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Our previous study has revealed that daytime napping duration was closely related to cardiovascular mortality. In this study, we investigated whether daytime nap was associated with the incidence of heart failure.
Clinical data and the information of napping habit were obtained from 618 heart failure patients (334 males and 284 females, 73.7±8.0 years) and 4424 controls (2015 males and 2409 females, 62.5±10.8 years) in a registered cohort study. All the participants completed the following question in the health questionnaire: “Do you normally take a nap during the day?” in the baseline examination. Heart failure was diagnosed with clinical manifestations, blood tests and echocardiogram. Logistic regression analysis was used to estimate the odds ratios (OR) and 95% confidence intervals (95% CI) for relationship between daytime nap and heart failure.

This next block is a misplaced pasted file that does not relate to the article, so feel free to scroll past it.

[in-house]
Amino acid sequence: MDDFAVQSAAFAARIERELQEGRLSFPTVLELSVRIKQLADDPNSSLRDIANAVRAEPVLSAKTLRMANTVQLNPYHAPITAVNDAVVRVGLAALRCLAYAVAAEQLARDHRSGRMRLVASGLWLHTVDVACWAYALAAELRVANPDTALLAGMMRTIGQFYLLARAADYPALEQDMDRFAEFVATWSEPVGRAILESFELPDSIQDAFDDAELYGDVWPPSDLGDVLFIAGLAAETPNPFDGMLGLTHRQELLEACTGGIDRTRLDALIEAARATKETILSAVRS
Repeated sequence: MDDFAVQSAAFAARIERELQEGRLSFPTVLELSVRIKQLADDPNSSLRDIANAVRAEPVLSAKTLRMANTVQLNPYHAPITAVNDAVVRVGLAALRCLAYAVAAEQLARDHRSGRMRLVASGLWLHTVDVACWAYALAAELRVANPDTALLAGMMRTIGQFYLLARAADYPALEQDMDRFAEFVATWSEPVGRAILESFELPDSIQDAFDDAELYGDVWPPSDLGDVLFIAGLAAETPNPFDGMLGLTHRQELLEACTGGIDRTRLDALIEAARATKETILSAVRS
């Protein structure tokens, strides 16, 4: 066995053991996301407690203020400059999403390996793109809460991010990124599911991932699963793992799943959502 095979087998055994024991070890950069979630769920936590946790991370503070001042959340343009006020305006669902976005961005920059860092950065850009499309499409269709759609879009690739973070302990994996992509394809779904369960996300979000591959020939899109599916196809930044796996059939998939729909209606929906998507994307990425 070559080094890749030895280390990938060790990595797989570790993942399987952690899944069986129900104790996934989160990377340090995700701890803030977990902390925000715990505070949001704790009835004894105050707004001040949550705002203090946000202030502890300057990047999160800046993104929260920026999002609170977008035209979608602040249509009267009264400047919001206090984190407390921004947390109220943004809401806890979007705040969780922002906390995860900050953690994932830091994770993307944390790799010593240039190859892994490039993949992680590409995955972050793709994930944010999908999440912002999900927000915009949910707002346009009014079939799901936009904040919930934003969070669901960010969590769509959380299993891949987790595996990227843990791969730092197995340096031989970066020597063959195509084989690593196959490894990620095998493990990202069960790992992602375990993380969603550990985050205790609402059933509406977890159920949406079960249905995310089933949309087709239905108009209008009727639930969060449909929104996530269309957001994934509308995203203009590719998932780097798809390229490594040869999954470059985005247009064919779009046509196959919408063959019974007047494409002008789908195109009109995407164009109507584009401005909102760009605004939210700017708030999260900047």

Daytime nappers had a higher incidence of heart failure than those not taking nap (32.7% vs. 10.2%; p<0.001). After multivariate logistic regression analysis, daytime nap (OR 1.321; 95%CI 1.072-1.628; p=0.009), age (OR 1.114; 95%CI 1.101-1.127; p<0.001), hypertension (OR 2.345; 95%CI 1.912-2.875; p<0.001), high density lipoprotein (OR 0.988; 95%CI 0.980-0.996; p=0.003) and BMI (OR 1.049; 95%CI 1.028-1.070; p<0.001) were associated with the incident heart failure.
Our study suggested that daytime nap might be independently associated with heart failure. However, the mechanism remains to be further investigated in the future study.